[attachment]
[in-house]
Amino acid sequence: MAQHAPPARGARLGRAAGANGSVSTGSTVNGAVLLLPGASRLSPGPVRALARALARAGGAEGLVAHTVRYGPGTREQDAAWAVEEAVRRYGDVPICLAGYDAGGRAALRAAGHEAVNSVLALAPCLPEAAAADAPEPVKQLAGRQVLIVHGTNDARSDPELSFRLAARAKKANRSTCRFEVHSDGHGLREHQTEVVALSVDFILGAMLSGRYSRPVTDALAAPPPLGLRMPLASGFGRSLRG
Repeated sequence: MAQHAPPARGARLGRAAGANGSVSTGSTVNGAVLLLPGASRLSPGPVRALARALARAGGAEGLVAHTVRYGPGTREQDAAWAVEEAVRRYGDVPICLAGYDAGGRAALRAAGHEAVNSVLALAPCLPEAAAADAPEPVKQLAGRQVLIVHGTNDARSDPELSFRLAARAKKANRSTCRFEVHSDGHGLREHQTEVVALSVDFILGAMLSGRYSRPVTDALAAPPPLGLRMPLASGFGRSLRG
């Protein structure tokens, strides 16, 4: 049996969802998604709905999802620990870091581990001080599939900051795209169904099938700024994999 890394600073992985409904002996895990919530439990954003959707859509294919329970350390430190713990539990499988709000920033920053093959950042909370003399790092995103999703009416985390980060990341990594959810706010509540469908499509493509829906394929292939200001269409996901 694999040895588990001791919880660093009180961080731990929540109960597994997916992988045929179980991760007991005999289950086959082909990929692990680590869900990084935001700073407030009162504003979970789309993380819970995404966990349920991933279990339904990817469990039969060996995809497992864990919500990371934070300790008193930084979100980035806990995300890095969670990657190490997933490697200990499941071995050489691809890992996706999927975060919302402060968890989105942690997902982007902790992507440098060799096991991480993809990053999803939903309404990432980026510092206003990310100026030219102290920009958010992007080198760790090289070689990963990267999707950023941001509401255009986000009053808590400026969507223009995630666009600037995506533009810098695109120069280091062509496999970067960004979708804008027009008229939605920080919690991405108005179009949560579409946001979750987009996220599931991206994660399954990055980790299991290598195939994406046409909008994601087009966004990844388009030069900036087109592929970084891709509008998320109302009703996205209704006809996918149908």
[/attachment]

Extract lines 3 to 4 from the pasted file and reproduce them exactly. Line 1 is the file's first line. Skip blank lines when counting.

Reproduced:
Repeated sequence: MAQHAPPARGARLGRAAGANGSVSTGSTVNGAVLLLPGASRLSPGPVRALARALARAGGAEGLVAHTVRYGPGTREQDAAWAVEEAVRRYGDVPICLAGYDAGGRAALRAAGHEAVNSVLALAPCLPEAAAADAPEPVKQLAGRQVLIVHGTNDARSDPELSFRLAARAKKANRSTCRFEVHSDGHGLREHQTEVVALSVDFILGAMLSGRYSRPVTDALAAPPPLGLRMPLASGFGRSLRG
């Protein structure tokens, strides 16, 4: 049996969802998604709905999802620990870091581990001080599939900051795209169904099938700024994999 890394600073992985409904002996895990919530439990954003959707859509294919329970350390430190713990539990499988709000920033920053093959950042909370003399790092995103999703009416985390980060990341990594959810706010509540469908499509493509829906394929292939200001269409996901 694999040895588990001791919880660093009180961080731990929540109960597994997916992988045929179980991760007991005999289950086959082909990929692990680590869900990084935001700073407030009162504003979970789309993380819970995404966990349920991933279990339904990817469990039969060996995809497992864990919500990371934070300790008193930084979100980035806990995300890095969670990657190490997933490697200990499941071995050489691809890992996706999927975060919302402060968890989105942690997902982007902790992507440098060799096991991480993809990053999803939903309404990432980026510092206003990310100026030219102290920009958010992007080198760790090289070689990963990267999707950023941001509401255009986000009053808590400026969507223009995630666009600037995506533009810098695109120069280091062509496999970067960004979708804008027009008229939605920080919690991405108005179009949560579409946001979750987009996220599931991206994660399954990055980790299991290598195939994406046409909008994601087009966004990844388009030069900036087109592929970084891709509008998320109302009703996205209704006809996918149908």